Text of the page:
A fight between Anthony Joshua and Deontay Wilder is seemingly teetering on the edge following ‘a movement’ in the driving forces behind boxing in Saudi Arabia.
The two former-champions have been in extensive talks for the best part of the year so far, with an initial date of December in the Kingdom then pushed back to January 2024 and now in doubt altogether.
It’s understood there’s still a chance for it to happen, and the WBC’s latest ranking update is a fresh incentive. Joshua has moved from third to second, one behind Wilder, who held the belt for five years before losing out to current champion, Tyson Fury.
Fury has not had a mandatory challenger since April of 2022 – Dillian Whyte KO win – and has been met with criticism for choosing to fight a crossover contest with Francis Ngannou this year rather than defend his title.
There’s fresh pressure on the WBC to call a mandatory for ‘The Gypsy King’, and it’s highly likely that that will be the winner of Joshua-Wilder, should it take place.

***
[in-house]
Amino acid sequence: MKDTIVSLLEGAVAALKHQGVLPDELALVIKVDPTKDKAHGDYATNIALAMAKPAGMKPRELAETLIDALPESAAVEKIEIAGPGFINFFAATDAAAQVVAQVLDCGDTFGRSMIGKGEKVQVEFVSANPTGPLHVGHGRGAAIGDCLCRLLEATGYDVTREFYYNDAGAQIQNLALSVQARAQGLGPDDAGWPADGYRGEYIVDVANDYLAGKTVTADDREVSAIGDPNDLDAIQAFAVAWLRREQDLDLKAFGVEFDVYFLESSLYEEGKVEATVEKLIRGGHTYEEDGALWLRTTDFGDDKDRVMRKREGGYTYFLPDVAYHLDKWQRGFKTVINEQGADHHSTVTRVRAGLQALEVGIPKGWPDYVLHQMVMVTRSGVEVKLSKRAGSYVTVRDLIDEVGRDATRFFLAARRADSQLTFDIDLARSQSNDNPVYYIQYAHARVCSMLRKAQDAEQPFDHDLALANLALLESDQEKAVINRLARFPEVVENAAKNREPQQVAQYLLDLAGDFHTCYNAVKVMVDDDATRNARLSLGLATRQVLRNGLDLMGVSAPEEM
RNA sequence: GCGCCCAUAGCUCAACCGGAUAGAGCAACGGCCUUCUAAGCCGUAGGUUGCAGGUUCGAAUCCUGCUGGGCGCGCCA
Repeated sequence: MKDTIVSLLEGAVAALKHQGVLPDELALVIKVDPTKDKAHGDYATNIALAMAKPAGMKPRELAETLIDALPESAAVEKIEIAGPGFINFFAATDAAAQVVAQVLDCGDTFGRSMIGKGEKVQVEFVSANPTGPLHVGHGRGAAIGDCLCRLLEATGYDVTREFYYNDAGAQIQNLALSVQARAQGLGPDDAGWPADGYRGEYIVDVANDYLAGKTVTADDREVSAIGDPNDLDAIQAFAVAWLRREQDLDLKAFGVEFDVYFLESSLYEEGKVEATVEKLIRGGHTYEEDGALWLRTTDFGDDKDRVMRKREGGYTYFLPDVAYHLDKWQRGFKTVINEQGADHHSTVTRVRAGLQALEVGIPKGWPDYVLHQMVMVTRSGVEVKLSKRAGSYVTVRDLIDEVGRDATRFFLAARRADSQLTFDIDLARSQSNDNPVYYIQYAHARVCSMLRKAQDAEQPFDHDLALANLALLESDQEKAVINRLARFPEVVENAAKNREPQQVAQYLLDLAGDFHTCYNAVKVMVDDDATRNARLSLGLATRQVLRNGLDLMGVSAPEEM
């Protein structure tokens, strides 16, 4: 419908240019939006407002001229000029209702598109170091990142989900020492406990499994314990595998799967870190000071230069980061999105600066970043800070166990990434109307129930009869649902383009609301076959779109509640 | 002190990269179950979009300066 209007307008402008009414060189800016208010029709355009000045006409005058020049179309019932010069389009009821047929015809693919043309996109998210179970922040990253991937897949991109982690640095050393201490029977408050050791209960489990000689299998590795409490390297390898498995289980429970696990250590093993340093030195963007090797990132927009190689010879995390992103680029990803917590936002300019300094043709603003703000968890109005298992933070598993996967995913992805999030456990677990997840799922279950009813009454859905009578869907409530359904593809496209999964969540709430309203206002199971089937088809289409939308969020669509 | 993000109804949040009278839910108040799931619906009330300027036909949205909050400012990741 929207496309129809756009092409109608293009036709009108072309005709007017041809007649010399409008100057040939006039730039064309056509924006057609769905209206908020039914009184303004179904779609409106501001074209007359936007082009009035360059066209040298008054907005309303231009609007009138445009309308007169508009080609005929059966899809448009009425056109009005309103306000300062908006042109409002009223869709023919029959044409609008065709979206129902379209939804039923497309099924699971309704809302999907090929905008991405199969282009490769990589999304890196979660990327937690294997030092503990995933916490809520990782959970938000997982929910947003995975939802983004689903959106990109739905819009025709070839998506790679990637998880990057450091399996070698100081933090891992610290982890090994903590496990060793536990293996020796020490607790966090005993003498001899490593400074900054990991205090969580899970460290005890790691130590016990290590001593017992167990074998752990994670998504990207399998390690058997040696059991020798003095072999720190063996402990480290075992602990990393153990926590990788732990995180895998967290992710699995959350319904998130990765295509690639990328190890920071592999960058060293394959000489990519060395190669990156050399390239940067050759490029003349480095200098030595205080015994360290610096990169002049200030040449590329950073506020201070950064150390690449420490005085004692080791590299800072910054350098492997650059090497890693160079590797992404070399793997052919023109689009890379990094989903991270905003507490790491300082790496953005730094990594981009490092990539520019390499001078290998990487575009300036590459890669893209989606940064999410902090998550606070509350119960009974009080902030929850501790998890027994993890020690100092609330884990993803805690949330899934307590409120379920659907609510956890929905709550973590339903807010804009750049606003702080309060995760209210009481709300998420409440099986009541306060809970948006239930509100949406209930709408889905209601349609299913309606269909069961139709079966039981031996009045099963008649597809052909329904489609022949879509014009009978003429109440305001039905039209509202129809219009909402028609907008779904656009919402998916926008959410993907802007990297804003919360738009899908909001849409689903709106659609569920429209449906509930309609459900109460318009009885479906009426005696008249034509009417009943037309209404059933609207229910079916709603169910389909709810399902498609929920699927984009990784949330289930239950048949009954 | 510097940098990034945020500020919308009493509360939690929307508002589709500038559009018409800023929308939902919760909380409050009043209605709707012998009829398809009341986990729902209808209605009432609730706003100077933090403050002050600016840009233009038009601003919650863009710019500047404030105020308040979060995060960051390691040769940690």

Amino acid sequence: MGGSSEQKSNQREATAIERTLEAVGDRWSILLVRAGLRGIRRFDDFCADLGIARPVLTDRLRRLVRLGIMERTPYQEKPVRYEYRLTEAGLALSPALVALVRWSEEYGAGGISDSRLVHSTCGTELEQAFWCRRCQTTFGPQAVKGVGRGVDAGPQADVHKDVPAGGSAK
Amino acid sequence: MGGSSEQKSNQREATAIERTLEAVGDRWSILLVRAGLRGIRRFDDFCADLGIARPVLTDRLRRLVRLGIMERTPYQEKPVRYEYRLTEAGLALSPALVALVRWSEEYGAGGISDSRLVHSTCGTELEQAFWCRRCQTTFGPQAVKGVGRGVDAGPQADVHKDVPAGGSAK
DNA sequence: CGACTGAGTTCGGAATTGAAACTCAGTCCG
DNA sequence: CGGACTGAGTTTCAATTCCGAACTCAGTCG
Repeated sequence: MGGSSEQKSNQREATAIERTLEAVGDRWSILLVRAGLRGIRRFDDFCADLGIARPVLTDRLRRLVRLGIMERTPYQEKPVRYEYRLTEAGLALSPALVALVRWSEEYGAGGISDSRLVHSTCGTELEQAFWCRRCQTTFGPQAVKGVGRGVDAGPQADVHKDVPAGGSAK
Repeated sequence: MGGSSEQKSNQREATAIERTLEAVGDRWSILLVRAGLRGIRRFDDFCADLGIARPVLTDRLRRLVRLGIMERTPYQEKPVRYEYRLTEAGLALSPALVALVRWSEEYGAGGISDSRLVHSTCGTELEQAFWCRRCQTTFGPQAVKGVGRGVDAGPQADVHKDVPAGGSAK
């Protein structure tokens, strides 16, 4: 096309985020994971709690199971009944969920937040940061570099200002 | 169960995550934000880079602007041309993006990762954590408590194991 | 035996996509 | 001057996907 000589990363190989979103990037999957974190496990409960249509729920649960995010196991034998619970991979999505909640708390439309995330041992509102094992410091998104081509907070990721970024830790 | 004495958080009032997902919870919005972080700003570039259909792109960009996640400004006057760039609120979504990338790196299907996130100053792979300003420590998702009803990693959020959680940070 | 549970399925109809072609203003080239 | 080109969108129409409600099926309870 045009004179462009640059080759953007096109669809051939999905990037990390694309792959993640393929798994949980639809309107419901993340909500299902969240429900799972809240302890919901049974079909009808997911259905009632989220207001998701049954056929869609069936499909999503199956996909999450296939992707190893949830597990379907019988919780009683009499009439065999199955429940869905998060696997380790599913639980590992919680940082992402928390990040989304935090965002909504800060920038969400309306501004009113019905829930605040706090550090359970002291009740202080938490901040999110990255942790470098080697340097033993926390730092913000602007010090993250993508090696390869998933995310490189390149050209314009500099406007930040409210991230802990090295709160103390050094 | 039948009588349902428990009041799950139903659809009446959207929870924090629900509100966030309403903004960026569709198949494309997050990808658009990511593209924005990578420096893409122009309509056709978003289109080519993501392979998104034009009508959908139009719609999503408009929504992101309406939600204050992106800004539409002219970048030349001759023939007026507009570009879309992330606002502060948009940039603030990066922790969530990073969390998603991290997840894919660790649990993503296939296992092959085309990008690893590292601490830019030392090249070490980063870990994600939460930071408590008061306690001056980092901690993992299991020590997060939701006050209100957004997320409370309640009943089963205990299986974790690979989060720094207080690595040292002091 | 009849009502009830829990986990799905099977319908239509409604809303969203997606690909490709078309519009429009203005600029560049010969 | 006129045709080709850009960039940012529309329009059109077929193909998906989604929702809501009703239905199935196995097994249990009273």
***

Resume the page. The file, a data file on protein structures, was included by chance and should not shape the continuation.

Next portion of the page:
It’s not a final eliminator until the sanctioning body say so, but given the fact that there was a previous order made for Wilder to battle it out with former number two, Andy Ruiz Jr, for the mandatory spot, it’s highly likely.
Promoter Eddie Hearn previously told Boxing Social that he would rather Joshua not announced as mandatory because it affects their negotiating position with Fury in the future.
Either way, the transatlantic clash has to be made first, and Hearn may be in the tough position of looking for a different location. That then brings into question the money both men make, with the high Middle Eastern purses undoubtedly a driving factor in the talks up until now.
If the fight isn’t signed, it’s thought Joshua will take another fight in December.